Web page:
The cereal cyst nematodes, Heterodera avenae group, are known as parasites of cereals worldwide. In Turkey, the cereal cyst nematodes, Heterodera filipjevi, H. avenae and H. latipons, are the three known species infested wheat fields and cause high yield losses. The using of resistance varieties is one of the most effective methods for controlling cereal cyst nematodes. Recently, resistance genes (Cre genes) which are obtained from wild wheat genotypes have been transferred into bread wheat varieties to control the cereal cyst nematodes species. In this study, the efficiency of some sources of resistance (CreR, Cre1, Cre2, Cre3, Cre7 and Cre8) in wheat against some Turkish H. avenae, H. filipjevi and H. latipons populations was investigated in-vitro conditions. According to results, the effect of resistance genes showed variation depending on different Cereal cyst nematode populations; H.avenae, H. filipjevi and H. latipons. Although Cre1 gene was only found as completely resistant to all (three) nematode species, Cre3 and Cre7 were found resistant to H. avenae and H. latipons. Cre R was also determined as resistant to H. filipjevi and H. latipons populations but Cre8 was only found resistant against to H. filipjevi population. No resistance was found in Cre 2 gene against to all nematode populations. Additionally, 2 resistance gene-free variety and lines were found resistant to H. avenae; 3 wheat lines to H. filipjevi and 11 wheat genotypes were found moderately resistant to H. latipons.

Evaluation of macroscopic and microscopic components of partial resistance to leaf rust in durum wheat

Posted by Carelia Juarez on , in Journal Articles

Published in Journal of Phytopathology, 2013

Soleiman, N.H.; Solis, I.; Sillero, J.C.; Herrera-Foessel, S.A.; Ammar, K.; Martinez, F.

Leaf rust, caused by the fungus Puccinia triticina, is considered one of the most important foliar diseases in durum wheat. Hypersensitive resistance (HR) may be rapidly overcome by the pathogen when resistant cultivars are grown on a large acreage or following changes in virulence in the pathogen population. Prolonging the durability of the resistance requires uses of other types of resistance such as partial resistance (PR). In this study, six durum wheat lines provided by the International Center for Corn and Wheat Improvement (CIMMYT) with a high level of PR to leaf rust were studied in monocyclic tests in a growth chamber. Inoculations were performed on both primary and fifth leaves using the Spanish race DGB/BN. UV fluorescence microscopy was employed to determine microscopic components of the resistance, such as the number of early aborted infection units not associated with plant cell necrosis (EA−) and relative colony size (RCS) of the established infection units. Macroscopic components of PR such as latency period, infection frequency and uredinium size were measured as well. All six resistant lines were characterized by a higher EA− and smaller RCS respect to the susceptible control ‘Don Rafael’. Line 3 showed the highest level of PR. It had 22% of EA− compared with 4% in the susceptible control, and the smallest RCS (17% respect to RCS of ‘Don Rafael’) at adult plant stage. Both EA− and RCS had a high heritability (more than 97%) and the correlation with macroscopic parameters (latency period and uredinium size) was also high (significant at 0.001 level). Hence, PR to leaf rust in these durum wheat genotypes has been revealed at microscopic level (higher EA− and smaller RCS).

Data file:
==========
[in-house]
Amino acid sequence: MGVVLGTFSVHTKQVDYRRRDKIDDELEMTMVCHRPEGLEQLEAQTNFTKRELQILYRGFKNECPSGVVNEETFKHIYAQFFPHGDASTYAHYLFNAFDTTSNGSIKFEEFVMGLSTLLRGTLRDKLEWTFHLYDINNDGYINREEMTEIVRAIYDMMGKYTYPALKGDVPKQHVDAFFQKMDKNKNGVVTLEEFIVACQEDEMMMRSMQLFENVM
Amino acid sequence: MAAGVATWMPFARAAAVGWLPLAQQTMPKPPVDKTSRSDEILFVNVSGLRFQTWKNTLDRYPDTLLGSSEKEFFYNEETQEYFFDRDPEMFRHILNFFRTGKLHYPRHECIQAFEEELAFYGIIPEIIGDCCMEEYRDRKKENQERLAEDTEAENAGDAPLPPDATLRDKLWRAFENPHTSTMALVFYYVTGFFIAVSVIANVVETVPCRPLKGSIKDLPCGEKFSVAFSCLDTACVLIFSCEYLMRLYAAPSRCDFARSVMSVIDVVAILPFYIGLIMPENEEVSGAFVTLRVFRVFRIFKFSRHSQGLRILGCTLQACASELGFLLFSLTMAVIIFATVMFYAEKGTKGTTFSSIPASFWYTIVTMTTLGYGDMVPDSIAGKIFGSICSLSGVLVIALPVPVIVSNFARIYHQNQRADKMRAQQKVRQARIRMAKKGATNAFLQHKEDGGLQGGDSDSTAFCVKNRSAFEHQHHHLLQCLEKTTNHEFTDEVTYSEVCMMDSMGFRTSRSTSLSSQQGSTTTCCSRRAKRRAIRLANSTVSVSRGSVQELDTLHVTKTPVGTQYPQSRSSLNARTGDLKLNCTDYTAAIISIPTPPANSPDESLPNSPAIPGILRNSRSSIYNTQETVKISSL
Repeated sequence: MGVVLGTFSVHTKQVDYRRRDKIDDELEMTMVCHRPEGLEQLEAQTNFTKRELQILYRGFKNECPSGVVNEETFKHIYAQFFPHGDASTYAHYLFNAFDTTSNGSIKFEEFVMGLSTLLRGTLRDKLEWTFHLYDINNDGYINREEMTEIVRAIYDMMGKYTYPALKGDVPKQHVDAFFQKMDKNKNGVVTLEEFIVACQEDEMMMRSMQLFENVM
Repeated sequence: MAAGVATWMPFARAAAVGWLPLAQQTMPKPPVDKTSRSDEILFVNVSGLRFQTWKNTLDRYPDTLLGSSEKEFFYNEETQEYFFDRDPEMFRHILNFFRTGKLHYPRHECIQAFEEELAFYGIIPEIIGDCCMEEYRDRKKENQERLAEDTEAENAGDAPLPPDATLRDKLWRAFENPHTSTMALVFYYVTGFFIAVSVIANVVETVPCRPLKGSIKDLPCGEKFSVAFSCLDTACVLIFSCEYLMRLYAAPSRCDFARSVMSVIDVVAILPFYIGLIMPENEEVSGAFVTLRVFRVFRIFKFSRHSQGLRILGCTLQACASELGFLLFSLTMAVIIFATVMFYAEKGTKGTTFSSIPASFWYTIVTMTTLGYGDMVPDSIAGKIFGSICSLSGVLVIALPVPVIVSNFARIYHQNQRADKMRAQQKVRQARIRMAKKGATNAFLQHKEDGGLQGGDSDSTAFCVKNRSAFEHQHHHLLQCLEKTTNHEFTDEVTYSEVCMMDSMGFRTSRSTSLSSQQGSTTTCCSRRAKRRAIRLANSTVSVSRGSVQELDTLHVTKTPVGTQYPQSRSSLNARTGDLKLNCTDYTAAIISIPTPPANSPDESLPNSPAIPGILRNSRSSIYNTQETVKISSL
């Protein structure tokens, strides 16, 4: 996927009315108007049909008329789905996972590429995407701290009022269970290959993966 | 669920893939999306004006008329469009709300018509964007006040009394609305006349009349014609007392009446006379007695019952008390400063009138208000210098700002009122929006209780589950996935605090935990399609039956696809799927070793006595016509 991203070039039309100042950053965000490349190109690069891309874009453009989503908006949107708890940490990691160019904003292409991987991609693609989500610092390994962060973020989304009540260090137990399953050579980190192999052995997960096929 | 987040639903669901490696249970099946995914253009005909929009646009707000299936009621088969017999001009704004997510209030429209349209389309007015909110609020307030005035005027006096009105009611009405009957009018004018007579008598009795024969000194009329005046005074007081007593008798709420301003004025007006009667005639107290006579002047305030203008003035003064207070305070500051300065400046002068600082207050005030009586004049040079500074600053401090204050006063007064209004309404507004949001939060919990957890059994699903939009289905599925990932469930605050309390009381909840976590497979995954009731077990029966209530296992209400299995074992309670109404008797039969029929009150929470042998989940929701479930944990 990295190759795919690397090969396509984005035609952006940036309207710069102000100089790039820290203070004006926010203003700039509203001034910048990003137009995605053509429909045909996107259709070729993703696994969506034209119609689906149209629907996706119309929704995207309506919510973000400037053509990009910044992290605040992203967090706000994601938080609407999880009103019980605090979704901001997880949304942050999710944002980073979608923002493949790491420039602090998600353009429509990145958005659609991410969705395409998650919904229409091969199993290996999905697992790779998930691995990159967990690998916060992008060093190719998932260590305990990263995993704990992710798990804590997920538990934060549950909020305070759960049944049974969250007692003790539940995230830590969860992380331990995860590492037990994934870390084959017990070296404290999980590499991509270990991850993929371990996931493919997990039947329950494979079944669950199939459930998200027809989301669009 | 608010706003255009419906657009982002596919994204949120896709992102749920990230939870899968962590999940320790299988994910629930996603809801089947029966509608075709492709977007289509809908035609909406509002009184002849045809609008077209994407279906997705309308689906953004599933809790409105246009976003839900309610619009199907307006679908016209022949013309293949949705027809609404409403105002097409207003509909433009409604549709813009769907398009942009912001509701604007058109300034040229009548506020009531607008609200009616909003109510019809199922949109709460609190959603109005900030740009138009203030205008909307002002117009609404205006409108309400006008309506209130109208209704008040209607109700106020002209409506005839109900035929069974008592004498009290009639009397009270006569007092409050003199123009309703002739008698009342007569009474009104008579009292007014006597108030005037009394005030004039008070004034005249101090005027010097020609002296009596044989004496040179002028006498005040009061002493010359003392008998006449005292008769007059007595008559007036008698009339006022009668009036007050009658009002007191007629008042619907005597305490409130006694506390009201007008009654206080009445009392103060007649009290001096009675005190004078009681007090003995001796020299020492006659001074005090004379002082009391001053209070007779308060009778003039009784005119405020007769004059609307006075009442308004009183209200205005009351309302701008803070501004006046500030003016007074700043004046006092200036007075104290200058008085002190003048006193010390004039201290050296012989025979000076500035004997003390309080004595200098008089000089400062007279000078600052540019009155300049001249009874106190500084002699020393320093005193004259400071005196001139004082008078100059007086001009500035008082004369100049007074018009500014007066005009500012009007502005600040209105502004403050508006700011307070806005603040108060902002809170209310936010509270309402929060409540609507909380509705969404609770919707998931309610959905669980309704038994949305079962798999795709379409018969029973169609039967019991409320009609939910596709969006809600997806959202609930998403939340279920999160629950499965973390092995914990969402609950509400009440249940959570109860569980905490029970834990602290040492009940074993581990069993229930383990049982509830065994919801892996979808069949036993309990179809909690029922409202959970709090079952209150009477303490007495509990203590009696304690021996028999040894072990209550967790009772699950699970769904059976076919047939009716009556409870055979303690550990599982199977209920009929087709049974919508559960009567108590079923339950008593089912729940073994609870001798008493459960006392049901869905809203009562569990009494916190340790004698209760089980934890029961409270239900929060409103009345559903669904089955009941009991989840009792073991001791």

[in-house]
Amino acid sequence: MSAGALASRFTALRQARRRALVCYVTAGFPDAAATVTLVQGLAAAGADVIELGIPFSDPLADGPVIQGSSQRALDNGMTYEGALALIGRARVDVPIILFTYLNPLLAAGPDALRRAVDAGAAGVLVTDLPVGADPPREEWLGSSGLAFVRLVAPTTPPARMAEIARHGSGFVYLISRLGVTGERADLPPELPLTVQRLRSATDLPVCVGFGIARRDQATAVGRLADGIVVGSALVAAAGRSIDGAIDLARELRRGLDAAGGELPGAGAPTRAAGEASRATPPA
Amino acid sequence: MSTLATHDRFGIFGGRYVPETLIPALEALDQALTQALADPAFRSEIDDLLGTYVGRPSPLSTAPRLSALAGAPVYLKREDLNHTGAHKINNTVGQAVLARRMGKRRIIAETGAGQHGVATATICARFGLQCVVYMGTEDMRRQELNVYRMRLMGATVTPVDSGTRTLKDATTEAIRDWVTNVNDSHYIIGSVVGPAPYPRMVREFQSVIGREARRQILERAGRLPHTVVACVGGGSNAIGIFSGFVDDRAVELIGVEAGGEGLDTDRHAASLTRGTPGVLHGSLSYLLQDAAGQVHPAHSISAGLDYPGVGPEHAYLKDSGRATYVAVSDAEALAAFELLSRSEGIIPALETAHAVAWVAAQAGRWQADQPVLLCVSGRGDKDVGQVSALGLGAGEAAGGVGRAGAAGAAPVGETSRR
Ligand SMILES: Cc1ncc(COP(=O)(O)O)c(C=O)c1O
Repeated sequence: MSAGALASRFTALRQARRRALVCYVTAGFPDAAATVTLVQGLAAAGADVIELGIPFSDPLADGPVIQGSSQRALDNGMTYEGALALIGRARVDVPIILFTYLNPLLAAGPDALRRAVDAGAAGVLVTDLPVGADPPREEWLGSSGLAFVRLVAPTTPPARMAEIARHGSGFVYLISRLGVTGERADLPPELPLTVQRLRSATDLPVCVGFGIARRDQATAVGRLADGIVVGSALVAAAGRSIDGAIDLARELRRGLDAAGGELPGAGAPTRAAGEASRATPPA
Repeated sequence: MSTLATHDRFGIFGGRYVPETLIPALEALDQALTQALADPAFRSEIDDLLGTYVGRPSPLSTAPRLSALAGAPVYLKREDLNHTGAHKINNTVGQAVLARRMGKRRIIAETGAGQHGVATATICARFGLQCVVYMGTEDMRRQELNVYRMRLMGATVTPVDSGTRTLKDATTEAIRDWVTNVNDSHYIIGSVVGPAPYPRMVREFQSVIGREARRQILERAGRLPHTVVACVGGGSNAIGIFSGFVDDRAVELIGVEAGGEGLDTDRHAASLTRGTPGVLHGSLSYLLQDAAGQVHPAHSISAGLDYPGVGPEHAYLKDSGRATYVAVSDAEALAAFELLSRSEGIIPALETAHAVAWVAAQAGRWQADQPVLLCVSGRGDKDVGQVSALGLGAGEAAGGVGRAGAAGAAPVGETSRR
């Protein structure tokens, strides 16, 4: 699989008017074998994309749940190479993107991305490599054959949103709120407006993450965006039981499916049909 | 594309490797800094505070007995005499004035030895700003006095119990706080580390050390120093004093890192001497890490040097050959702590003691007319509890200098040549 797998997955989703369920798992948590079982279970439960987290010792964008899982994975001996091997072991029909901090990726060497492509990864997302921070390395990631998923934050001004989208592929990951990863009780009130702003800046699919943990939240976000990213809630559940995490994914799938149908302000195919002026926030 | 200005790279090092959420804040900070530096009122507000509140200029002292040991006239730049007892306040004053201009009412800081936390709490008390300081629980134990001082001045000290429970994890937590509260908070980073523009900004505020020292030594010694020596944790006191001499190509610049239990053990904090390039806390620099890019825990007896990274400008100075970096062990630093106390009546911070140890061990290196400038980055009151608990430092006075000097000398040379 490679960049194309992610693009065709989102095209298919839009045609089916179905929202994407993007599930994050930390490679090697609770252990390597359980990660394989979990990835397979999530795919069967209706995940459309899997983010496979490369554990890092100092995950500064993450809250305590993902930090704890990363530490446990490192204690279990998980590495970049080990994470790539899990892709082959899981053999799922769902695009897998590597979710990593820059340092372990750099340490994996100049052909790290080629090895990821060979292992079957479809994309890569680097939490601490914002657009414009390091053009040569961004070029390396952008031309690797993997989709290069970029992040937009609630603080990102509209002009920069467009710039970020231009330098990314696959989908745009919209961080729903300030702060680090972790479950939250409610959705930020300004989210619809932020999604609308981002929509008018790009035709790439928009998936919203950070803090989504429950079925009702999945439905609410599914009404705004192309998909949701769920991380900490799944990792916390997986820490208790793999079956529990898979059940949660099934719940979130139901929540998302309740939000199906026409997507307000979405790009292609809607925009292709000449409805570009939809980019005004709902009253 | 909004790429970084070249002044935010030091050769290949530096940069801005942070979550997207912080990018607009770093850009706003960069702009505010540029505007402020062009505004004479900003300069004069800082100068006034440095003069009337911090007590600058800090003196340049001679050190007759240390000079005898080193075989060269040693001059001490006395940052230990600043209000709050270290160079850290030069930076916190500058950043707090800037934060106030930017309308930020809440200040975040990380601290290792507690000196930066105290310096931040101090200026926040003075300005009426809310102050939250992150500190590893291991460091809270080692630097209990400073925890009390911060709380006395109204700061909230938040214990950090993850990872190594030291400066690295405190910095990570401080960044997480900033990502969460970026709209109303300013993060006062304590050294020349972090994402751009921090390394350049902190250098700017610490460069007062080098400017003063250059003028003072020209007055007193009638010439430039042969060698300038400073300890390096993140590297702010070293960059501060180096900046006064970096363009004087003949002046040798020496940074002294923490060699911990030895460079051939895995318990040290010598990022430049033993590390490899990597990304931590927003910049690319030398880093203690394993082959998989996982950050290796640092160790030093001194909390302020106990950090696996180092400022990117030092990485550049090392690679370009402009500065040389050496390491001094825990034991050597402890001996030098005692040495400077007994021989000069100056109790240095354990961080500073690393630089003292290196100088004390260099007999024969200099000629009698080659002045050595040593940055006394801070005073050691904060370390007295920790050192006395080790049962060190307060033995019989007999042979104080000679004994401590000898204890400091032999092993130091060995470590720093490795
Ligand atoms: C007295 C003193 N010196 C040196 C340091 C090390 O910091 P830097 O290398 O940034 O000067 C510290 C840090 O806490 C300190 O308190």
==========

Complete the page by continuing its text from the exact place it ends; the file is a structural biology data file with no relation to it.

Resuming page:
Quantitative trait loci of stripe rust resistance in wheat

Posted by Carelia Juarez on , in Journal Articles

Published in Theoretical and Applied Genetics 126 (10) : 2427-2449, 2013

Rosewarne, G.M.; Herrera-Foessel, S.A.; Singh, R.P.; Huerta-Espino, J.; Lan Caixia; He Zhonghu

Over thirty publications during the last 10 years have identified more than 140 QTLs for stripe rust resistance in wheat. It is likely that many of these QTLs are identical genes that have been spread through plant breeding into diverse backgrounds through phenotypic selection under stripe rust epidemics. Allelism testing can be used to differentiate genes in similar locations but in different genetic backgrounds; however, this is problematic for QTL studies where multiple loci segregate from any one parent. This review utilizes consensus maps to illustrate important genomic regions that have had effects against stripe rust in wheat, and although this methodology cannot distinguish alleles from closely linked genes, it does highlight the extent of genetic diversity for this trait and identifies the most valuable loci and the parents possessing them for utilization in breeding programs. With the advent of cheaper, high throughput genotyping technologies, it is envisioned that there will be many more publications in the near future describing ever more QTLs. This review sets the scene for the coming influx of data and will quickly enable researchers to identify new loci in their given populations.